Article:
Loonie lurches higher, but don’t count King dollar out yet
FX Consultant / IFXA Ltd
- US data aren’t doing the greenback any favours
- EURUSD bull run appears primed for fatigue
- Lofty loonie may get knocked from its perch
Backed into a corner: The USD has fallen back against a host of its rivals, but has the selloff gone too far? Photo: iStock
By Michael O’Neill
The US dollar had a losing month. April is ending with the Japanese yen posting a 4.9% gain against the greenback followed by the Canadian dollar which is up 3.2%.
The Australian dollar is the only G10 currency to lose ground and it was a tiny loss, just 0.13%.This morning’s US data had only a minimal impact on trading, overshadowed by US dollar selling for portfolio rebalancing reasons.
Do EURUSD bulls have mad cow disease?
The Eurozone has negative interest rates and Eurozone inflation is still falling. Greece is back in the headlines with Athens balking at reforms and seeking the next loan installment. The migrant crisis hasn’t been fixed and Daesh is bringing a taste of middle eastern unrest into Europe’s heart.
Despite all this, FX traders think that it is better to own euros than dollars. Admittedly, this is a simplistic view and there are a myriad of issues impacting EURUSD, including the fact that the bulk of the latest rally may be attributed to the unwinding of stale long euro positions. However, the European Central Bank is still fixated on deflation risks and further stimulus action – including rate cuts – cannot be ruled out. That puts the ECB at odds with the US, where rates are heading higher.
The proximity of major EURUSD resistance and the possibility of a US rate hike in June should have EURUSD bulls at least checking in with a vet.
USDX technicals are bearish
The USDX began a rally in July 2014, that started from a low of 79.86 and peaked at 100.65 in March of 2015. Since then, it has spent its time bouncing between the 38.2% Fibonacci level (92.71) and the top. Today, USDX is hovering just above that key support level.
Is this time different? Will the USDX price break its 16-month bottom and spark a new downtrend? Or will it rebound? Roll the dice…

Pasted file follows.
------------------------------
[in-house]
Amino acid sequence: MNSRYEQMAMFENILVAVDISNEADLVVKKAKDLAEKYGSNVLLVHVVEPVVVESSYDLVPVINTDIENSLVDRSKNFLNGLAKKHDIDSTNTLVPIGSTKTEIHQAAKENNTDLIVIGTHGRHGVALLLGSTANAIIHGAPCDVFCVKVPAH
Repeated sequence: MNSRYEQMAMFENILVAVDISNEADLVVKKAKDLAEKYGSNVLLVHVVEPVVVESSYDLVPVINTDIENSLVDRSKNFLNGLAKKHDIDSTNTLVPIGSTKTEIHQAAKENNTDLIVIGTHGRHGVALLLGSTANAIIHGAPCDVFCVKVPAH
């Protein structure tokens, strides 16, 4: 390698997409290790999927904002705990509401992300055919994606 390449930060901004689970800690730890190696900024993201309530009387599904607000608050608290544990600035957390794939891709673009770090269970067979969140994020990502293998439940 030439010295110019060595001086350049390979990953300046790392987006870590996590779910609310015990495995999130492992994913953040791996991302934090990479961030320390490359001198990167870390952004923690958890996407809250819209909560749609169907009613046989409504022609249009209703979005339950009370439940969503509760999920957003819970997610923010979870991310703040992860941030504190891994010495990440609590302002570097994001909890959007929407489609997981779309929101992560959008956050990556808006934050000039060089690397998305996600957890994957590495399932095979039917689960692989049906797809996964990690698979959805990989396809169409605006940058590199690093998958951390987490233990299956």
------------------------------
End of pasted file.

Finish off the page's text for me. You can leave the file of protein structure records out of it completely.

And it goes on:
The intraday technicals are bearish while trading below 93.80 looking for a move below 93.22 to extend losses for a test of the 38.2% Fibonacci level of 92.71. Only a decisive break above 94.00 would negate the immediate downward pressure and suggest 93.50-94.50 consolidation ahead.
Longer term, the downtrend from February remains intact while prices are below the 94.80-95.00 zone looking for a break of support at 92.70 to extend losses to 90.26.
This morning’s US data did nothing to alter the bearish USDX trend.
Source: Saxo Bank
June is for brides and maybe the Fed
What did we learn from Wednesday’s Federal Open Market committee statement? We learned that rates could go up – or maybe not. We learned that the economic and financial developments that posed risks in March weren’t a factor in April. That could mean a rate hike is in the offing for June.
On the other hand, the Fed failed to indicate where the balance of risks stands. The last time that the FOMC mentioned that risks were balanced or nearly balanced was in December 2015.
Either they don’t really know what is going on or they do and are afraid to tell us.
Nevertheless, the March dot plot indicated two rate hikes in 2016 and if that is still the case, what better time than the halfway point of the year?
Loonie punching above its weight
The Canadian dollar cracked the psychologically important 80 Canadian cent level this morning, but only enough to say it did as it quickly retreated. The USDCAD decline has been fueled by rising oil prices and a general disdain for US dollars.
Rising on oily wings: The loonie’s strength has little to do with the Canadian economy
and much to do with the rebound in WTI crude prices. Photo: iStock